The U.S. Supreme Court cleared the way Monday for employers nationwide to require workers to sign away their right to pursue class actions in a blockbuster ruling that attorneys on both sides of the bar agree will translate to millions more workers being bound by class waivers. Here, Law360 looks at five key takeaways from the high court's long-anticipated decision.
The U.S. Supreme Court ruled Monday that employment agreements forcing workers to sign away their rights to pursue class action claims are legal, rejecting the National Labor Relations Board’s position that class waivers violate federal labor law.
The U.S. Supreme Court’s decision Monday in favor of the Upper Skagit Indian Tribe in a property dispute handed the tribe an important win, but it also kicked back to Washington state court an argument that may yet curb tribal sovereign immunity and make it harder for tribes to take hold of off-reservation land, attorneys say.
The U.S. Supreme Court on Monday struck down a Washington Supreme Court ruling that the Upper Skagit tribe could not invoke its sovereign immunity to scuttle a property ownership suit, saying the precedent the state court relied on didn’t resolve tribal immunity issues and that the state court should consider an alternative argument raised late in the case.
The U.S. Supreme Court on Monday said it will hear a uranium company's challenge to Virginia's ban on uranium mining that the Fourth Circuit upheld, entertaining the corporation's argument that precedent said the Atomic Energy Act preempted state laws that address radiation dangers.
Months after the resignation of Ninth Circuit Judge Alex Kozinski following allegations of sexual harassment, the appellate circuit on which he sat rolled out a series of policy changes aimed at preventing workplace harassment for court employees, according to a statement Monday.
The U.S. Supreme Court agreed Monday to hear Oklahoma's challenge to a Tenth Circuit decision nixing a Muscogee Creek Nation citizen’s state court murder conviction and death sentence, positioning the high court to weigh in on whether the location of the killing in question still lies within the tribe’s reservation boundaries.
The U.S. Supreme Court has agreed to review a D.C. Circuit decision holding that international organizations enjoy even more immunity from lawsuits than do foreign governments, taking up a case Monday from a group of Indian nationals suing the International Finance Corp. over a power plant project they say has wreaked havoc on the surrounding environment.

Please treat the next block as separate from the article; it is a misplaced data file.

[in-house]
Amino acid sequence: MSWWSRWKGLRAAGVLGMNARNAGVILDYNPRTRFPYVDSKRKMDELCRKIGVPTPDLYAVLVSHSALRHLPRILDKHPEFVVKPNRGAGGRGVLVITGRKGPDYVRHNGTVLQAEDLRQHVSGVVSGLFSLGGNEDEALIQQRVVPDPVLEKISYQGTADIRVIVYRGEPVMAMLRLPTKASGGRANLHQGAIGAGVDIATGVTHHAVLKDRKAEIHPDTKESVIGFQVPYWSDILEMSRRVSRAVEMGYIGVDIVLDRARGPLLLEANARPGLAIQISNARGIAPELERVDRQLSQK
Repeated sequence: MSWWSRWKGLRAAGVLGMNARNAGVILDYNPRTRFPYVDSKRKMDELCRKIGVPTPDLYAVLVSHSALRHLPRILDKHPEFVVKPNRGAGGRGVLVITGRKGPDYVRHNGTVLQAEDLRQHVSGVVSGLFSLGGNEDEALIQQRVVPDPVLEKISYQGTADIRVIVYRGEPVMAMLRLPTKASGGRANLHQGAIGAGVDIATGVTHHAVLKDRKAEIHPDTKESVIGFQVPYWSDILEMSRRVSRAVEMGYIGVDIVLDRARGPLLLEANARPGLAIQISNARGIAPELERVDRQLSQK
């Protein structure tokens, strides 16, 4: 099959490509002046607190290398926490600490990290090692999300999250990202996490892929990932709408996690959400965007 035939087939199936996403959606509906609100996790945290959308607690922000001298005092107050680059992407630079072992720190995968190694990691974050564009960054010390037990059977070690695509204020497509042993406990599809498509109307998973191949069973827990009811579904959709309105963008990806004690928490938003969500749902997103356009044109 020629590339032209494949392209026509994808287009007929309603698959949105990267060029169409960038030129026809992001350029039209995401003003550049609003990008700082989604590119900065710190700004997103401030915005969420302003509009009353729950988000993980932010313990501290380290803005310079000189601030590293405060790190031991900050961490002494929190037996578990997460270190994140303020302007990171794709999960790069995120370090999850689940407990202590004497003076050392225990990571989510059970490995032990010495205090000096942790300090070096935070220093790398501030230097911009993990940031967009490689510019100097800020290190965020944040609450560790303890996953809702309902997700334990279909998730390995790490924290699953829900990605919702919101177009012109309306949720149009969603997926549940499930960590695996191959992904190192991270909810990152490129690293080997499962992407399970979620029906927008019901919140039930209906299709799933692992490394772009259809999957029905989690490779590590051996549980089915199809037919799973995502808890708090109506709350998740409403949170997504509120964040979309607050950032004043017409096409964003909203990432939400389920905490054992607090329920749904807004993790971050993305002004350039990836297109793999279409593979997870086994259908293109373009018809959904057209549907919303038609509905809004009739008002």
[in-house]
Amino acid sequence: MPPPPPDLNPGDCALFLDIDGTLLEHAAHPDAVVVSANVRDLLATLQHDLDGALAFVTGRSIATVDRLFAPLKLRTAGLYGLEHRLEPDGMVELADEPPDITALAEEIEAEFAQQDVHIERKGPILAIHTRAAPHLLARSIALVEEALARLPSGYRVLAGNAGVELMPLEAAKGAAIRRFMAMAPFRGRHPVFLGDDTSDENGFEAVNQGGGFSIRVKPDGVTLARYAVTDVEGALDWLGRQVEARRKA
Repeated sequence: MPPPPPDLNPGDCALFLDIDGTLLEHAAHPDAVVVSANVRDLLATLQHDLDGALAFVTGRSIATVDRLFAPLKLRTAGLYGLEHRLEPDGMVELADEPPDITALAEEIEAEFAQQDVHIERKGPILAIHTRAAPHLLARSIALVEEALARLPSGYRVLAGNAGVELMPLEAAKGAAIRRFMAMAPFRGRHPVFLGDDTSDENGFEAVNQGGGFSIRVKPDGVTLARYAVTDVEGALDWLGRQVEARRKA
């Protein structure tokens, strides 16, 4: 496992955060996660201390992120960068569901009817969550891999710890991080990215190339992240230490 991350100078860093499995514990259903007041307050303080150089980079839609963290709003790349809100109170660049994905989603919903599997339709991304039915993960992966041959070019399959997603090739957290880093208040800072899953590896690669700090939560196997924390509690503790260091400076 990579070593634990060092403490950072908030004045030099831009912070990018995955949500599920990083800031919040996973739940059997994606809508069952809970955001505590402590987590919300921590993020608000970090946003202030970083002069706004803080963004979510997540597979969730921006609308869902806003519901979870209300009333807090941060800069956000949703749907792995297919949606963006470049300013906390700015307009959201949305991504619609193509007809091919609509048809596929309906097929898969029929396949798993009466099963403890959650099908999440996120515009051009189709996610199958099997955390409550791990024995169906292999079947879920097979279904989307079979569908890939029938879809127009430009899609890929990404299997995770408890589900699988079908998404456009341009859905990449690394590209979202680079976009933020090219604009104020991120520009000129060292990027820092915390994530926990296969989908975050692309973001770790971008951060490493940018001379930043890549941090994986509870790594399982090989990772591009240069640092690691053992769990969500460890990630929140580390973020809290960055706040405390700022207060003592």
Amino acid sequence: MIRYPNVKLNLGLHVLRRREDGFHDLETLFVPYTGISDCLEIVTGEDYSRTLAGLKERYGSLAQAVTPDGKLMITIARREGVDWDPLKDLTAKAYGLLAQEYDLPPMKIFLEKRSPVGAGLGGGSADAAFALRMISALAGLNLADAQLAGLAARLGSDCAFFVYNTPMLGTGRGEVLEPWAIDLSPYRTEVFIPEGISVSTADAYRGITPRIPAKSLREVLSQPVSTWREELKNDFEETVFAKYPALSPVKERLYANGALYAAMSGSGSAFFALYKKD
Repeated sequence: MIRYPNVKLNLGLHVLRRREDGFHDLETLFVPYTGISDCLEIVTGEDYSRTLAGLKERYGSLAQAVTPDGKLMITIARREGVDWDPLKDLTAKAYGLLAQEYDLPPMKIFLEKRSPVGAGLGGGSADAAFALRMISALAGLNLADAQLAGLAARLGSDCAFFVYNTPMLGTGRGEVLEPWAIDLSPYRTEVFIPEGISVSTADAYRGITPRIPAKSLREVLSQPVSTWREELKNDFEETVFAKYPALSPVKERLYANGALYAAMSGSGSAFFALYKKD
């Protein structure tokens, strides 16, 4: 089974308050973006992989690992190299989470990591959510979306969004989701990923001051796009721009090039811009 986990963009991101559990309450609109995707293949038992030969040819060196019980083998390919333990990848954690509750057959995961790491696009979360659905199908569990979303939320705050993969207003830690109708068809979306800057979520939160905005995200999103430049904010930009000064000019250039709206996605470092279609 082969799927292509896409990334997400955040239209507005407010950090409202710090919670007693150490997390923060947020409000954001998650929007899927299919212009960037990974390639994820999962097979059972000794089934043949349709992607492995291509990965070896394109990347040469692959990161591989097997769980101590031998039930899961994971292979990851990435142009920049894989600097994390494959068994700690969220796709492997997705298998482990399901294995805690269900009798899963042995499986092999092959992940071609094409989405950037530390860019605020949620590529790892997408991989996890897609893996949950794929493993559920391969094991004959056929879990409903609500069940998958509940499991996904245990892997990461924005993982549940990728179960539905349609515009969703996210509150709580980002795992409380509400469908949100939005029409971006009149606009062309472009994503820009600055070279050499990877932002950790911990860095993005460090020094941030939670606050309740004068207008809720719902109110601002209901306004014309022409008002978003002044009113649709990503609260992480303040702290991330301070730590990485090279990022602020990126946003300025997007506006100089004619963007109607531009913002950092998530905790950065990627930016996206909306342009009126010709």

The U.S. Supreme Court on Monday accepted review of a case that would resolve a discrepancy among the circuit courts over how attorneys' fees are calculated when lawyers win cases for clients seeking Social Security benefits.
The U.S. Supreme Court declined Monday to revive a proposed $750 million class action that alleges the U.S. Army is liable for injuries and deaths caused by its negligent disposal of toxic chemicals at a Maryland base.
The U.S. Supreme Court on Monday rejected a bid to revisit a decision tossing a whistleblower's False Claims Act case that had accused Solvay Pharmaceuticals of inducing false Medicaid claims through alleged off-label marketing and kickback schemes for three of its drugs.
The U.S. Supreme Court on Monday declined to hear an appeal of an en banc Fifth Circuit ruling that allowed a contractor and its insurer to escape indemnity for an offshore gas well accident on the grounds Louisiana state law and not maritime law applied.
The U.S. Supreme Court on Monday refused to review a Third Circuit ruling that revived a proposed class action accusing Allergan Inc., Pfizer Inc. and other drugmakers of ripping off consumers by selling eyedrops in wasteful dispensers.
The U.S. Supreme Court said Monday it will not review a decision in which the Second Circuit slashed a fitness-wear company’s $4.35 million licensing-related jury award to $1.
The Electronic Privacy Information Center and dozens of experts are backing a bid to revive multidistrict litigation over a 2015 data breach at the U.S. Office of Personnel Management, telling the D.C. Circuit that the Constitution and recent case law support the ability of plaintiffs to sue federal agencies for failing to protect sensitive data.
New Jersey launched a challenge in the D.C. Circuit on Monday to the Federal Energy Regulatory Commission's recent decision to greenlight construction of the controversial $1 billion PennEast gas pipeline.
The Federal Circuit on Monday upheld a ruling that parts of three patents covering roof mount assemblies are invalid, preserving a victory for two solar energy companies that had been accused of infringement.
The Federal Circuit on Friday asked Google to weigh in on a patent licensing company’s request for the entire court to review whether a panel erred in holding that the Patent Trial and Appeal Board goofed on its construction of a claim term included in several media search patents challenged by the tech giant.
The St. Regis Mohawk Tribe is gearing up to actively use the patents it bought from Allergan PLC to develop new medicines, proving the purchase wasn’t just a sham deal to help Allergan avoid patent reviews and bring in income for the tribe, the pair told the Federal Circuit.
In a case of first impression, the First Circuit ruled Monday that the burden of proof for rebutting food stamp fraud allegations falls on a grocer, in a case against a store that claimed to sell pricey goat and camel meat and catered to Somali immigrants.
The Ninth Circuit has told a Russian businessman he must wait to see if he can take funds held in a trust to collect on a $92.5 million arbitration award issued against his former business partner in a dispute over a mall in Moscow, as a court in Liechtenstein is deliberating the very same issue.
The Ninth Circuit on Monday revived Office Depot Inc.'s bid to force an AIG unit to cover its costs in a suit alleging it violated the California False Claims Act by overbilling public agencies, rejecting a lower court's conclusion that claims brought under the CFCA are innately subject to a state law barring insurance for deliberate wrongful conduct.
A California appeals court on Monday refused to revive Vogue International LLC’s suit asking Hartford Casualty Insurance Co. to cover a $6.5 million settlement of a proposed class action accusing the hair care company of falsely marketing its Organix products as organic, saying it is bound by a Florida court’s prior ruling in Hartford’s favor.